Even if its assessment were correct, how can someone who is presumably sophisticated enough to become the so-called leader of the Free World believe he can convert Islamists overnight into fawning admirers of a new and improved America under his rule?
Yet that is precisely what Obama professed to believe. When campaigning for the presidency, he said: "We will restore our moral standing in the world. ... I truly believe that the day I'm inaugurated, not only does the country look at itself differently but the world looks at America differently. If I'm reaching out to the Muslim world, they understand that I've lived in a Muslim country and I may be a Christian but I also can understand their point of view. ... The world will have confidence that I am listening to them and that our future and our security is tied up with our ability to work with other countries in the world. That will ultimately make us safer."
Obama's lofty confidence on the matter didn't wane once he was in office. He said in April 2009, "I would like to think that with my election and the early decisions that we've made ... you're starting to see some restoration of America's standing in the world."
In his stunningly ambitious and arrogantly naive Cairo speech, Obama said, "I've come here ... to seek a new beginning between the United States and Muslims around the world, one based upon mutual interest and mutual respect."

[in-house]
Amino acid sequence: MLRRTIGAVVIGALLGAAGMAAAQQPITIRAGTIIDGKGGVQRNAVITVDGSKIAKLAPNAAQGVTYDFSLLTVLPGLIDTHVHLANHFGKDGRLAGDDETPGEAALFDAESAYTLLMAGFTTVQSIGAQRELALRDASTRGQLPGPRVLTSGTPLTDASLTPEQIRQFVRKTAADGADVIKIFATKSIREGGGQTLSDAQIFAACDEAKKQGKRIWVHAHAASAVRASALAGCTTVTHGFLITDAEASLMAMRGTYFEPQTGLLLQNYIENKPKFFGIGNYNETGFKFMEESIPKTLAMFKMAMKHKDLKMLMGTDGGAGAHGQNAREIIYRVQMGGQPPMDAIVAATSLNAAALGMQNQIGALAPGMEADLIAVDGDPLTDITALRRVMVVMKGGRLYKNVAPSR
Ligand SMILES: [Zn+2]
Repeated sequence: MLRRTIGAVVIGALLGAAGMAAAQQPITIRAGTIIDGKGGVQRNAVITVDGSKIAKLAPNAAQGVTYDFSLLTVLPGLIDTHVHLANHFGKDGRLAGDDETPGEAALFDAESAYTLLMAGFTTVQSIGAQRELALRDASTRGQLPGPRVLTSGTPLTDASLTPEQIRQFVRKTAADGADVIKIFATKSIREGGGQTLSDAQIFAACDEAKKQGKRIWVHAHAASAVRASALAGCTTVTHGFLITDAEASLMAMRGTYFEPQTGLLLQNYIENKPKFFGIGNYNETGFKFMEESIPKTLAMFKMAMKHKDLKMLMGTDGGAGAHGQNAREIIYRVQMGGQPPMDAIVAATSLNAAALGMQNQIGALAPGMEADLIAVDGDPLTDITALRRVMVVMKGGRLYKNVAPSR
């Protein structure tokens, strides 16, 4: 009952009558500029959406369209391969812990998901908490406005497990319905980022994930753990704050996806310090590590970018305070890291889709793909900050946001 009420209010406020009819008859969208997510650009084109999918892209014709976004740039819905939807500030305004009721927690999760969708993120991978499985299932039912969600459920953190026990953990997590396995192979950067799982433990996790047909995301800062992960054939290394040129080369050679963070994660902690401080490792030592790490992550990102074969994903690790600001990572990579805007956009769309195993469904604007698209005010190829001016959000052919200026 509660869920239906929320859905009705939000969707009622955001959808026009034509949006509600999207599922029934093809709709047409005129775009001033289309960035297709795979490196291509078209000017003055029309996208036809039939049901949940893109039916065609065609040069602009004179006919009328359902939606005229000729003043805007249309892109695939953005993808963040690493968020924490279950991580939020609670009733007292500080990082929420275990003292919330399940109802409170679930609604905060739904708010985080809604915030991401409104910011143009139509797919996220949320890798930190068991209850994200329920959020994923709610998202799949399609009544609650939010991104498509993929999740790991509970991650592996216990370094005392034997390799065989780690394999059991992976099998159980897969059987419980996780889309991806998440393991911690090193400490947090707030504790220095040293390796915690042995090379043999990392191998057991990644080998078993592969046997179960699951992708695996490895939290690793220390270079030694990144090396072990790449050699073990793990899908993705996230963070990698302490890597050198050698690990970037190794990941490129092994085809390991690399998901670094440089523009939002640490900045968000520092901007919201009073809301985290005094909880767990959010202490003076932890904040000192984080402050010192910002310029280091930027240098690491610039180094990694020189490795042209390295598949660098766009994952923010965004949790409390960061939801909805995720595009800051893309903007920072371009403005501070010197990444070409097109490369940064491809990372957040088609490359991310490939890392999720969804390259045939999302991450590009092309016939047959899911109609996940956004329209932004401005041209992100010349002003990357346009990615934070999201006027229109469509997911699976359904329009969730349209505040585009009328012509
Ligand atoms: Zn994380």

And just this year, Obama said, "We've strengthened our alliances (and) restored respect for the United States around the world." Soon thereafter, he said, "One of the proudest things of my three years in office is helping to restore a sense of respect for America around the world."
But polls reflect that despite Obama's reset of our relations with Muslims, he is less popular in the Muslim world than was the dreaded President George W. Bush, and America is less popular with Muslims under Obama than it was under Bush.
Gosnell Movie Exposing Late-Term Abortionist Becomes Most Successful Indiegogo Film Ever | Cortney O'Brien
National Poll: Half of Respondents Say They're "Less Likely" to Vote for Another Bush | Daniel Doherty